The coverage is extensive, but the scholarship leaves something to be desired. Some older sources he omitted are Carter Goodrich, Homer Vanderblue, Lewis Maverick, Ernest Fisher, Harry Scherman, Philip Cornick, Alexander Field, and others. On the other hand, to his credit, he has exhumed the neglected research of Roy Wenzlick. Scholars have undervalued Wenzlick because he was, like Anderson, something of a showman and promoter of his consulting business. Like Anderson, he took his material on lecture tours with dramatic display tools, and catered to the self-interest of clients. Yet he, too, discovered the 18-year cycle, and left a trove of research materials, which Anderson has studied, at the University of Missouri, St. Louis.

The more serious omission is the current work of Robert Shiller, Karl Case, Nouriel Roubini, Bryan Kavanagh, Michael Hudson, Piet Eichholtz, Anne Goldgar, Eitrheim and Erlandsen, and others, not to mention the foolhardy optimism of Bernanke, Lereah, Mandel, Greenspan, and other false prophets. It seems that Anderson’s extensive reading stopped around 2006. Thus he cites Foldvary’s 1997 work, but omits his timely 2007 forecast, The Depression of 2008.

On the nitpicking side, Anderson cites several long quotes only to virtual sources, without naming the authors. I searched for one on banking at, and found only ads for what look like high school texts, with nothing on banking, and no clue as to whom he is citing. This and other signs of impatience with sourcing need correcting in a sequel or second edition.

He does a good job of hitting the high spots of major land cycles after 1800, along with many vignettes to keep the work readable and entertaining. As much as he may digress, however, he keeps his eyes on the main chance. He marshals all his material to illustrate and confirm his basic thesis about the key role of land pricing in the 18-year cycle. His randomness optimally tempers his single-mindedness.

At one point he calls 1818 the “first” U.S. economic downturn (p.57). Worse than the dating error is the bizarre reason Anderson advances for it, an alleged Federal land monopoly that converted what had been a commons into taboo territory. That is simply bad history, so bad that Anderson himself later ignores it. Elsewhere he makes out 1792 to have been a major crash.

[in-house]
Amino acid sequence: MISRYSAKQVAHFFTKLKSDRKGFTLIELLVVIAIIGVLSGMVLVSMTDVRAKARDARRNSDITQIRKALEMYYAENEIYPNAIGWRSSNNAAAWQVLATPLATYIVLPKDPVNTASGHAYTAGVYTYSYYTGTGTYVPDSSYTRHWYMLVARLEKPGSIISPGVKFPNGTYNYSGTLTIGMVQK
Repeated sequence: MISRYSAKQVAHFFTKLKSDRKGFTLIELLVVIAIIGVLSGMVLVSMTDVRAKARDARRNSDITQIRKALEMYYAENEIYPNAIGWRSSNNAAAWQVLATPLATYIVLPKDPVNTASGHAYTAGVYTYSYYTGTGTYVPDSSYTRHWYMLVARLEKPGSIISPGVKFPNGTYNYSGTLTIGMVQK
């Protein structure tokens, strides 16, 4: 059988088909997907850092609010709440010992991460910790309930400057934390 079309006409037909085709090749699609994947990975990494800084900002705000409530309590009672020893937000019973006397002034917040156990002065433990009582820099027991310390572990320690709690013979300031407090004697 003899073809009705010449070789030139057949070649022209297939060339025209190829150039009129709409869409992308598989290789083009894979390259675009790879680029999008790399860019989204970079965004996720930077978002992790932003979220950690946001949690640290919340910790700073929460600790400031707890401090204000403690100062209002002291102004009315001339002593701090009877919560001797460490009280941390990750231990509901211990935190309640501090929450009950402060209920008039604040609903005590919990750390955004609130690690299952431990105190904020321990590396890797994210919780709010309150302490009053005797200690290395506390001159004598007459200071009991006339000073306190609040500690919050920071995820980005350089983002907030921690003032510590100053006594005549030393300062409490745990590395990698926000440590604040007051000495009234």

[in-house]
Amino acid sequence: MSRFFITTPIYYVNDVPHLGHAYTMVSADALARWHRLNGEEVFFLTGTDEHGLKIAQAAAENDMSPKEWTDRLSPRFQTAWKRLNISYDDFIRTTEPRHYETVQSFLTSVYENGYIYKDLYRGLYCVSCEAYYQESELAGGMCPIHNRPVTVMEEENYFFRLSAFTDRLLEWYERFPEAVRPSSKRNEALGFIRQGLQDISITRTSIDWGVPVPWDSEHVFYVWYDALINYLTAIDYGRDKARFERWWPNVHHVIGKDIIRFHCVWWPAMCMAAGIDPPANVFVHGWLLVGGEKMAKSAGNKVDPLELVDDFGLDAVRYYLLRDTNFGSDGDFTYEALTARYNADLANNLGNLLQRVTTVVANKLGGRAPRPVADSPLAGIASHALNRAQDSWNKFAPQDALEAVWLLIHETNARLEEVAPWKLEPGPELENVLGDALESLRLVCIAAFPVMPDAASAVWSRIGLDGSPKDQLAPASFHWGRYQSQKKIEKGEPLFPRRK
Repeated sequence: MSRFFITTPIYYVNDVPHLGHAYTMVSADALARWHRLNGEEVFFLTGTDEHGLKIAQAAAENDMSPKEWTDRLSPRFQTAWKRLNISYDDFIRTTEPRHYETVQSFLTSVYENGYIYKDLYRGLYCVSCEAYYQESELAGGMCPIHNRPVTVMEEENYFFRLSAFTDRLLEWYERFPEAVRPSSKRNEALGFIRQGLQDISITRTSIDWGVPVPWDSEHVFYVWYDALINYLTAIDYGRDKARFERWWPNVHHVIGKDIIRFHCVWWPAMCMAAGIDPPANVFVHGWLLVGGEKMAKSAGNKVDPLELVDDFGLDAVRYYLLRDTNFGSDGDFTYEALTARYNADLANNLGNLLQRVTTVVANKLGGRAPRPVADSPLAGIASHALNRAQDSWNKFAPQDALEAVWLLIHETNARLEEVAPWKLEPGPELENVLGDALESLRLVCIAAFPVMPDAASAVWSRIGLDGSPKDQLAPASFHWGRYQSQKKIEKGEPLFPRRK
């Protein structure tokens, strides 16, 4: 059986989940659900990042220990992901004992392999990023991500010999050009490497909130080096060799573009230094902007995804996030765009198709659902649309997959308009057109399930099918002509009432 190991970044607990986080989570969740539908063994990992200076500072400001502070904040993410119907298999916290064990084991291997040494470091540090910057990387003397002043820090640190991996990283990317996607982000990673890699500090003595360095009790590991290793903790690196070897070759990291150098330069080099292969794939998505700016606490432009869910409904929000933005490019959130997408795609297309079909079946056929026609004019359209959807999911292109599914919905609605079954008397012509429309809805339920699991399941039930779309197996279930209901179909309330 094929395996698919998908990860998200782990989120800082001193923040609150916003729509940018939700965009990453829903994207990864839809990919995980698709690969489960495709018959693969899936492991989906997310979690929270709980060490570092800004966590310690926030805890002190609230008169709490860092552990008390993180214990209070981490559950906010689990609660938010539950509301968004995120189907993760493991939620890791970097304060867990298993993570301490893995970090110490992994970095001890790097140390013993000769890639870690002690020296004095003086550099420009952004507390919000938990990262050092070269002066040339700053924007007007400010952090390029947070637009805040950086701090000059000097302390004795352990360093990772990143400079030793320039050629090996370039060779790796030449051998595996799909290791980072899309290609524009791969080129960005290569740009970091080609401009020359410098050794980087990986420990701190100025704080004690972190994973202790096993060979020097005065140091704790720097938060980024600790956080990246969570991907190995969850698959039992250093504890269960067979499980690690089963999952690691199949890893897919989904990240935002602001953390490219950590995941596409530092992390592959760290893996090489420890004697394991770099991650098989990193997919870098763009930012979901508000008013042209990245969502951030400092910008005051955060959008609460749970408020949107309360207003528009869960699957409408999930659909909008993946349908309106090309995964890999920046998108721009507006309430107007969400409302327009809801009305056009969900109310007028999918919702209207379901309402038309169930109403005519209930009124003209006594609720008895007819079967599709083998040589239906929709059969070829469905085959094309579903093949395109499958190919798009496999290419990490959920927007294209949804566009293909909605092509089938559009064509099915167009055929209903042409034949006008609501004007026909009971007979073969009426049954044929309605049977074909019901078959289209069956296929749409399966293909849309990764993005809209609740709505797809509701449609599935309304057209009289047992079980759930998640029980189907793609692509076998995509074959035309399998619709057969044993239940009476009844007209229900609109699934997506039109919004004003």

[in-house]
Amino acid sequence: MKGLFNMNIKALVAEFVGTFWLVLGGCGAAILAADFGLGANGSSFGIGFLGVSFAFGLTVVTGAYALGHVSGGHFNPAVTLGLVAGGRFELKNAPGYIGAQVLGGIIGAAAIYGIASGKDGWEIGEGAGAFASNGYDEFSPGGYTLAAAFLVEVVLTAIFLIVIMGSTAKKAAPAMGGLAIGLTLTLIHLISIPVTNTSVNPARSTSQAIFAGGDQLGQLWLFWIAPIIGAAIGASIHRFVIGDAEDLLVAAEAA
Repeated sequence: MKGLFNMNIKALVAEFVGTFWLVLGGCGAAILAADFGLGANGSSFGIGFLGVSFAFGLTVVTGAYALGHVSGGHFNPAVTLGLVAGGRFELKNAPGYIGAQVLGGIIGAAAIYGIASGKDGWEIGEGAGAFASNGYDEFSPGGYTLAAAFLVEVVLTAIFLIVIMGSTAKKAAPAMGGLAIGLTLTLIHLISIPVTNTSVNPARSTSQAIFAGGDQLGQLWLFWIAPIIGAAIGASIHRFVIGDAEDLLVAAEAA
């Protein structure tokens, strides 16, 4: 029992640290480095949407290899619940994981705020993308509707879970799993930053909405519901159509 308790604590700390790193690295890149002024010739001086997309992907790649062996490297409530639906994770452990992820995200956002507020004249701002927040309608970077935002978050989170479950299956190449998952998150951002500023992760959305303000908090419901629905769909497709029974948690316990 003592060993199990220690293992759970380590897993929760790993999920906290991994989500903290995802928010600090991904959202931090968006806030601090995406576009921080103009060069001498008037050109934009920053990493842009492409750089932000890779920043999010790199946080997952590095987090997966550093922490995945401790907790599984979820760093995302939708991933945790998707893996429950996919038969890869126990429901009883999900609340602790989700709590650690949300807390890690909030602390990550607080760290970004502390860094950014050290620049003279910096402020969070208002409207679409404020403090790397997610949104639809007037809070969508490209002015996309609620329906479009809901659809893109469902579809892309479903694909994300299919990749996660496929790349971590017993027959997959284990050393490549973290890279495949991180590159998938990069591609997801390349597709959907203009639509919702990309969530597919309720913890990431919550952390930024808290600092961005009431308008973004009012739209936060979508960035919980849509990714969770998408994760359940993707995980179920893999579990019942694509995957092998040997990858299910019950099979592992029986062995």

We can overlook the contradiction as a product of haste. More seriously, though, he omits the major crash of 1798. This is odd, in a work based on the thesis of an 18-year cycle. 1798 is tolerably close to 1818 less 18, but 1792 is not. The crash of 1792 was real enough, but was simply the mid-cycle downturn that Anderson has noted in other 18-year cycles. England’s banks survived, and her internal improvements moved ahead. The American crash was abated by application of the cotton gin and expansion of the slave economy of the south. These events in America broke the last bottleneck to applying Arkwright’s inventions of 1769-70 to allow the explosive growth of England’s cotton industry in Lancashire, archetype of the industrial revolution. Slater’s Mill of 1793 in Rhode Island helped bring the industrial revolution to the new world.

As to 1798, though, it was 1797 when the B of E suspended cash payments; when Pitt imposed the first income tax to raise funds to fight Napoleon; when English capital was diverted on a grand scale from America to subsidizing Napoleon’s enemies; when Robert Morris, financier of the American Revolution, lost 200,000 acres and went to debtor’s prison; when Andrew Jackson lost his lands and conceived his hatred of banks; this was a major crash, and the likely reason John Adams’ lasted only one term, Hamilton lost favor, and Jefferson became President.

It would be an error to think that economic history began in 1800 or 1798. There were capitalism, land tenure, banking, and boom/bust cycles – all the elements that Anderson analyzes so well from 1800 to date, that one can trace back for centuries: the Mississippi Bubble of 1720; the Tulip Bubble of the 1630’s, which Eichholtz and Shiller showed to have been a land bubble; the end of the Great Migration to New England after 1630; the Florentine and Medici banking collapse of 1494; and so on. M.E. Levasseur has traced such cycles back to the year 1200.

Whatever its minor faults, Anderson’s Secret History is a book to study, remember, and steer by. It reminds me of a German barber I once patronized. However I squirmed to defer the next trim he would repeat compulsively, vierzehn Tagen, vierzehn Tagen! Anderson’s readers will learn to repeat, achtzehn Jahren, achtzehn Jahren!

Whoever wins the Presidential election of 2024, Be Prepared! This future President would also be well advised to select economists who, like Hudson, Harrison, Foldvary, Kavanagh, Shiller, Roubini, and Anderson, foresaw the Great Crash of 2008, rather than insiders like Romer and Bernanke who foresaw only a “Great Moderation” because we had, so they said, “conquered the business cycle”.